When a 383 cubic inch V8 just isn't enough.

There is little more American than Harley-Davidson, V8 engines, and apple pie. In 1990, Monte Warne started to combine at least two of those into what would become known as the Boss Hoss. While not a Harley, its styling certainly captures the classic American cruiser look. No Harley frame was big enough to hold a Chevrolet V8 engine, so Warne built his own. The rest is history.

Every Boss Hoss is special, and this one is no exception. It is the only motorcycle included in Mecum's Muscle Car City auction. As the focus of this auction is on cars, there is virtually no information on Mecum's website about it except that it has a 502 cubic inch engine. This big block produces 502 horsepower and 565 pound-feet of torque. Chevy originally designed it for race cars in the 1960s but began to sell it to the public in 1996 as a crate motor.

Gallery: Boss Hoss 502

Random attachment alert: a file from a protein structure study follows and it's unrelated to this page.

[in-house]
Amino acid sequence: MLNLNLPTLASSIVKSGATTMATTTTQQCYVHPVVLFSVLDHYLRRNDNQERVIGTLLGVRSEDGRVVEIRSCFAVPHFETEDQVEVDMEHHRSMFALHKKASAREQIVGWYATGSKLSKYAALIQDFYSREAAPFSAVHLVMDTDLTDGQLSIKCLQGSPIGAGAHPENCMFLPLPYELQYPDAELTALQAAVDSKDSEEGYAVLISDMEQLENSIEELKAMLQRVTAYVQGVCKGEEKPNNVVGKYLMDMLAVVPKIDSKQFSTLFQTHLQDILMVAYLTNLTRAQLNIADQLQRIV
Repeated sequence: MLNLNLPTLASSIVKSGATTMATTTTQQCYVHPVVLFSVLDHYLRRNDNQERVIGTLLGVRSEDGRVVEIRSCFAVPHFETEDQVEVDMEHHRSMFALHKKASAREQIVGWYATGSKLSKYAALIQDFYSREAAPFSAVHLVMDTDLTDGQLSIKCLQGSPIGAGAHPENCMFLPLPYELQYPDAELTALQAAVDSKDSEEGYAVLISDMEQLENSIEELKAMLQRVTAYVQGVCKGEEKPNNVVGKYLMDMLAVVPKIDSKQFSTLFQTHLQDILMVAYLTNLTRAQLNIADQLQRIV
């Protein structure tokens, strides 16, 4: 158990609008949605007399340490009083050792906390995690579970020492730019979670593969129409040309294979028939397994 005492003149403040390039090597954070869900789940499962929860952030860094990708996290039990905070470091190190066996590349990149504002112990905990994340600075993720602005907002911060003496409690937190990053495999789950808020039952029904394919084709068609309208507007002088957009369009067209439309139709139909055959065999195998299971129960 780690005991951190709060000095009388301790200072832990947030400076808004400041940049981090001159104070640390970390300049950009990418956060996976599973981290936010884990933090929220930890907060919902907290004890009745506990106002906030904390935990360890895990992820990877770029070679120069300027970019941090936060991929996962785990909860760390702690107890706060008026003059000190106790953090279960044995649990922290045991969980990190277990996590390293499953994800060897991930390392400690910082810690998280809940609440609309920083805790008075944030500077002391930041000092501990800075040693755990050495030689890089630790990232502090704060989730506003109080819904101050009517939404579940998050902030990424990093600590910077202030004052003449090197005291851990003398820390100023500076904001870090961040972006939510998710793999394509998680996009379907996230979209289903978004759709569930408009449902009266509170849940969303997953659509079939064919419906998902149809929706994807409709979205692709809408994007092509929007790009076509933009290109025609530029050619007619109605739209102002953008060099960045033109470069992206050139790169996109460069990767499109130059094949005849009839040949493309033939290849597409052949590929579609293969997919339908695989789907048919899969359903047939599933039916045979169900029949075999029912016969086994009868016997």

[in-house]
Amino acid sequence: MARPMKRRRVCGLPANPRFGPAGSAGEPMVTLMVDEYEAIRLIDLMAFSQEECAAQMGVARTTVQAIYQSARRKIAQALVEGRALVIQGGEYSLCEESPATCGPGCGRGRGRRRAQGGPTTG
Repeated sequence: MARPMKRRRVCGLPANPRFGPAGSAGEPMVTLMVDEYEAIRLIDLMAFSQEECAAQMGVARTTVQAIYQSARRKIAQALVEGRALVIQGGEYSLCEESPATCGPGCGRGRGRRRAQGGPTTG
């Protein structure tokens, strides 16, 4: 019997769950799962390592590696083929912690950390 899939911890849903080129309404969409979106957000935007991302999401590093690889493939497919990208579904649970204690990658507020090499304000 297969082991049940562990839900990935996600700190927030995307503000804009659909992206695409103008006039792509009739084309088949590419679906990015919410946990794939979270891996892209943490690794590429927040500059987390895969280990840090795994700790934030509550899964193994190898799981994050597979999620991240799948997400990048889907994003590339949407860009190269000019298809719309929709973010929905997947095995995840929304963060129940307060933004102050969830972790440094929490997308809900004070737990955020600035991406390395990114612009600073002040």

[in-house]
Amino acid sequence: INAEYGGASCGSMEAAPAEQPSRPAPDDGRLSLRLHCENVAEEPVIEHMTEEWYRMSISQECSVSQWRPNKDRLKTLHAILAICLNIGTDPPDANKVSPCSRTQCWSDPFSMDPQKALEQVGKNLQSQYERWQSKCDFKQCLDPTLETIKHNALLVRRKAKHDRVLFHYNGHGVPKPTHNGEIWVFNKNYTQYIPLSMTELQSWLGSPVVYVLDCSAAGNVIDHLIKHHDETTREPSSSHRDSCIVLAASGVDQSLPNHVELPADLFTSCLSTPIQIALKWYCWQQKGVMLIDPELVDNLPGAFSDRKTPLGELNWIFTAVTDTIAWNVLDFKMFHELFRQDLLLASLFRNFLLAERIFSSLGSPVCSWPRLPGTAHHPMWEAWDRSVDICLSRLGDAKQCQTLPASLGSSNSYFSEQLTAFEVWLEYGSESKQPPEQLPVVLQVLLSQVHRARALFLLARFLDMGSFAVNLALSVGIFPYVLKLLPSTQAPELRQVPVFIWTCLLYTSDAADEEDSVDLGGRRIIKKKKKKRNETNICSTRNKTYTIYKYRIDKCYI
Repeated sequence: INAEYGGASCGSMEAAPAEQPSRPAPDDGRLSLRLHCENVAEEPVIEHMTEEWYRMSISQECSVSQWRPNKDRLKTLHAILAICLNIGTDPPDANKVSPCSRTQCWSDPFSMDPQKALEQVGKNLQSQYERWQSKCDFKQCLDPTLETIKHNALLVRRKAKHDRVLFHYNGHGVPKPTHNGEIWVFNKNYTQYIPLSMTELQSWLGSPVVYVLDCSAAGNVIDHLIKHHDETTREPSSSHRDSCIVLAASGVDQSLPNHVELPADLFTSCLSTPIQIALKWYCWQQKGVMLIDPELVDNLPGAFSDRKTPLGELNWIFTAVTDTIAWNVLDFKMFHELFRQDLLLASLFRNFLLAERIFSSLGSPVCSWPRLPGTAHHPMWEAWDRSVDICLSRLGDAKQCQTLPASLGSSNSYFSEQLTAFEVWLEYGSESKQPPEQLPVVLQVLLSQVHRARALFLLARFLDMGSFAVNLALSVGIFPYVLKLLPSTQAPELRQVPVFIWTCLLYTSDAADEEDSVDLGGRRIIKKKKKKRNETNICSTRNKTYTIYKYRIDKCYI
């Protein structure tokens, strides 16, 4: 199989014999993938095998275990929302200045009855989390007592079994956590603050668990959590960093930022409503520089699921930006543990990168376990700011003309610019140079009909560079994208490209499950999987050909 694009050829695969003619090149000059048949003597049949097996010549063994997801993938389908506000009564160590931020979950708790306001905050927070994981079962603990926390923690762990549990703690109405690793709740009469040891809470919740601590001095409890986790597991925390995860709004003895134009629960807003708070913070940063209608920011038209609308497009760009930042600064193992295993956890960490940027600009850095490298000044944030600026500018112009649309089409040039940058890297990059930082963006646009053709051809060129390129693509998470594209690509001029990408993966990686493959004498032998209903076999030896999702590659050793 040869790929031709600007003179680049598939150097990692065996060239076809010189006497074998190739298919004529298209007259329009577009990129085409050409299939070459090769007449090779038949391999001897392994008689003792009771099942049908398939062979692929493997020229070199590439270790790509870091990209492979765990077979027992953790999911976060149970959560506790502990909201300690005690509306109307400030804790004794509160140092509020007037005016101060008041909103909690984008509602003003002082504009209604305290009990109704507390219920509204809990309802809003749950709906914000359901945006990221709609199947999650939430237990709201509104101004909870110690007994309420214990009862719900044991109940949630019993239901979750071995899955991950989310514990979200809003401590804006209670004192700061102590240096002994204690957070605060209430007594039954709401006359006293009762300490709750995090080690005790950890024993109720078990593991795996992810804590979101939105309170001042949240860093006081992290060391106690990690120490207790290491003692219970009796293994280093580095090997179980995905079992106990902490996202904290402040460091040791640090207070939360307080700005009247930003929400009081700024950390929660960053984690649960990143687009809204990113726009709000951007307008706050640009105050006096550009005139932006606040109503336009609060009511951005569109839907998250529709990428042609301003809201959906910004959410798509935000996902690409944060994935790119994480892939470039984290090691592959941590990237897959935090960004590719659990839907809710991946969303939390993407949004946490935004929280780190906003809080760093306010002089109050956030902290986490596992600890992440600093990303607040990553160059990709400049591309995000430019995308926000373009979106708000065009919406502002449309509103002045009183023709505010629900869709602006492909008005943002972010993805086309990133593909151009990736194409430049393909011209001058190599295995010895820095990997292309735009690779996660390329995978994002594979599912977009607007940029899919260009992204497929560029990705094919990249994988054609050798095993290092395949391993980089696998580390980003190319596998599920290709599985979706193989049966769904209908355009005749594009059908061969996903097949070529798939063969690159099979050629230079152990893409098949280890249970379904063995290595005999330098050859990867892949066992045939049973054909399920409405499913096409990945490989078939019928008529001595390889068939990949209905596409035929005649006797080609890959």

Not even Boss Hoss equips its bikes with the 502 anymore. Though still available from Chevy today as a crate engine, purchasers of a new Boss Hoss have to settle for the 496, or more commonly a mere 350. These are usually connected to the back wheel through a one or two-speed automatic transmission. It doesn't need any more gears because even in the "small" engines, the torque band is so wide that such a small vehicle has no problem getting up to any speed in any gear.

Every vehicle in this auction is currently set up for long-term display and will need some work before tearing up the road. This bike's Florida license plate indicates it was last registered in 2009, which would validate that disclaimer. It would make a great display piece. It would similarly look good behind a thick cloud of tire smoke it just laid down behind it.

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